The history capability is deactivated by default; to permanently enable command history, put the set history command in your .login file.

Filename Completion

To use filename completion, the C-Shell variable filec must be set. To permanently enable filename completion, put the command set filec in your .login file.

Korn Shell

The Korn Shell is a superset of the Bourne Shell; that is, the Korn Shell has all of the Bourne Shell's features plus some of the built-in functions that the C-Shell is known for, including command-line completion and command history.

Initialization Files

The global initialization file, /etc/profile, is used to set environment variables for all Korn Shell users. When a Korn Shell user logs in, the user's shell executes /etc/profile. Next, the user's initialization file, .profile, is executed.

Many Korn Shell users also use a .kshrc file for Korn Shell–specific initialization commands. This capability exists so that Korn Shell users can use the Bourne Shell as needed. Login initialization for either Korn Shell or Bourne Shell can be placed in .profile, and Korn Shell–only commands placed in .kshrc.

To use .kshrc, the environment variable ENV must be set in the user's .profile (or in /etc/profile) as follows:

ENV=$HOME/.kshrc;export ENV

The user files .profile and .kshrc are located in the user's home directory.

The order of execution of Korn Shell initialization files is:

  1. .dtprofile in home directory (if user logs into a console using CDE)

  2. /etc/profile

  3. .profile in home directory

  4. .kshrc in home directory

Environment Variables

Korn Shell environment variables are set using the same syntax as that of the Bourne Shell: VARIABLE=value; export VARIABLE; an example follows.

$ TERM=xterm; export TERM

Aliases

Aliases are created using the alias name=command syntax. Our earlier example rm alias seen in the Bourne and C-Shells would be defined as follows:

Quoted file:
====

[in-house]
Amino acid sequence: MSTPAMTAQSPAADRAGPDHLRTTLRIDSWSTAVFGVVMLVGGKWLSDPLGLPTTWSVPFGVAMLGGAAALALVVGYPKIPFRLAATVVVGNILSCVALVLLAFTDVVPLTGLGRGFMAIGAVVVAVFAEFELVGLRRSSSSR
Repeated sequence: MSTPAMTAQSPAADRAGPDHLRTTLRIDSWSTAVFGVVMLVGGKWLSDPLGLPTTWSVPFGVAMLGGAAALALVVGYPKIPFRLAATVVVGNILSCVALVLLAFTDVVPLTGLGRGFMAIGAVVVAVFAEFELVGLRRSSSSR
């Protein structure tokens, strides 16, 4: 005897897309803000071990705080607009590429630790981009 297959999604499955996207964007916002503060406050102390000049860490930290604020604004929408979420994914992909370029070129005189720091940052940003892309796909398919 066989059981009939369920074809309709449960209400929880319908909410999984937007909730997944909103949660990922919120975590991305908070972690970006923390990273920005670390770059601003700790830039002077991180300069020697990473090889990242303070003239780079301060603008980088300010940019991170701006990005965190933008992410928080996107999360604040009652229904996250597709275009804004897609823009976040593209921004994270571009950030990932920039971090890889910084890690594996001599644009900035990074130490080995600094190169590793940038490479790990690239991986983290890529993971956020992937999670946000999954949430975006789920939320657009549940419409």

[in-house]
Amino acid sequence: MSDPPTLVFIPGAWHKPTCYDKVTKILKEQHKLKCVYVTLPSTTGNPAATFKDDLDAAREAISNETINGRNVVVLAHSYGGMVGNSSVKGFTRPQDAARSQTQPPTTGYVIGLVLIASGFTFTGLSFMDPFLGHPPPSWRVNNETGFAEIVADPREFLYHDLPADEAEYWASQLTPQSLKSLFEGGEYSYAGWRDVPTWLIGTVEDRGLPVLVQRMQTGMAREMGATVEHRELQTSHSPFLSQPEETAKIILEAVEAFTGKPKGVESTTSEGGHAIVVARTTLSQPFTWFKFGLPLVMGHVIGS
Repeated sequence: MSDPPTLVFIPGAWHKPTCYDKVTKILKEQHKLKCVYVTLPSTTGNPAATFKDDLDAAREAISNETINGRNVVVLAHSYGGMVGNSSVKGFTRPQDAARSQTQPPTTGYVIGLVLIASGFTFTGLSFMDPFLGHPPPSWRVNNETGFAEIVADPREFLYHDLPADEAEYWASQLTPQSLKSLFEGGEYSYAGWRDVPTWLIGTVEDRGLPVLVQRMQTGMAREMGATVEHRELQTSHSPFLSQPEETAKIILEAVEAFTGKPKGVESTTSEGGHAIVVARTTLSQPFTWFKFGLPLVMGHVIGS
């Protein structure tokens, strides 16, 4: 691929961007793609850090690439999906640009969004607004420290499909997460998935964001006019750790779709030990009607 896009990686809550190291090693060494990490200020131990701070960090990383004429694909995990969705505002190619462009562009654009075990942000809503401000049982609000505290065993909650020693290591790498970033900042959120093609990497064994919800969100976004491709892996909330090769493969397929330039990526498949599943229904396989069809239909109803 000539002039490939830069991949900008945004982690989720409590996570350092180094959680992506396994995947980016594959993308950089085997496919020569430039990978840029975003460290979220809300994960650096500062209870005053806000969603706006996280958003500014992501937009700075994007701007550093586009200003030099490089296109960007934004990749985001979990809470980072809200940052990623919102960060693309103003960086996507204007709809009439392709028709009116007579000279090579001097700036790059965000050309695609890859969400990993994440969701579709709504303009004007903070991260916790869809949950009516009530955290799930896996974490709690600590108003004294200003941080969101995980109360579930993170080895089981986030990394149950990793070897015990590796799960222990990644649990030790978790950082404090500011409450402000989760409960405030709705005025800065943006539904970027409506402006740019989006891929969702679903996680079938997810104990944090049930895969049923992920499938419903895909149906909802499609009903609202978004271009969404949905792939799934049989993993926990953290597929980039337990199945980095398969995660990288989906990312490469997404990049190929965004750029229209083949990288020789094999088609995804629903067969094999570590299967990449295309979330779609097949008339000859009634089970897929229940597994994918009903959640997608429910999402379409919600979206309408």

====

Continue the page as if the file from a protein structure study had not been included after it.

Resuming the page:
alias rm="/usr/bin/rm -i $*"

The Korn Shell also supports Bourne Shell's function syntax.

Command-Line Editing

The Korn Shell uses a vi-like editing syntax that allows you to edit your command line while entering it. When you start entering a command, you are automatically placed in the vi "input mode." To enter command mode while on the command line, press ESC. You can then move about the command line using vi-like movement commands (left/right arrow, or the H or L keys), and enter input mode again by pressing ESC. If in command mode you press "v," the Korn Shell will start an actual vi session and give you full vi editing capabilities over your command line.

Command History

The Korn Shell keeps its command history in the file .sh_history, or in a different file as defined by the environment variable $HISTFILE. Up to 128 commands are stored there, unless the environment variable $HISTSIZE is set to a different value. The file .sh_history is assumed to be in the user's home directory.

Restricted Shells

A restricted shell is a shell with very limited capabilities that generally includes these features:

  • the cd (change directory) command is disallowed;

  • the $PATH environment variable cannot be changed;

  • commands containing pathnames beginning with "/" are disallowed; and

  • output cannot be redirected to a file (the use of > and >> in a command line is disallowed).

Restricted shells are available for circumstances that require a user to have a shell, but where the user's actions need to be more tightly controlled.

Two restricted shells are available: the restricted Bourne Shell and the restricted Korn Shell. The pathnames for these are /usr/bin/rksh and /usr/lib/rsh, respectively.

WARNING

The restricted shell ( /usr/lib/rsh) and the remote shell ( /usr/bin/rsh) are easily confused. Because both /usr/lib/rsh and /usr/bin/rsh are shells, substituting one for the other may give you functional results, although not the results you intended.

  • + Share This
  • 🔖 Save To Your Account

Discussions

comments powered by Disqus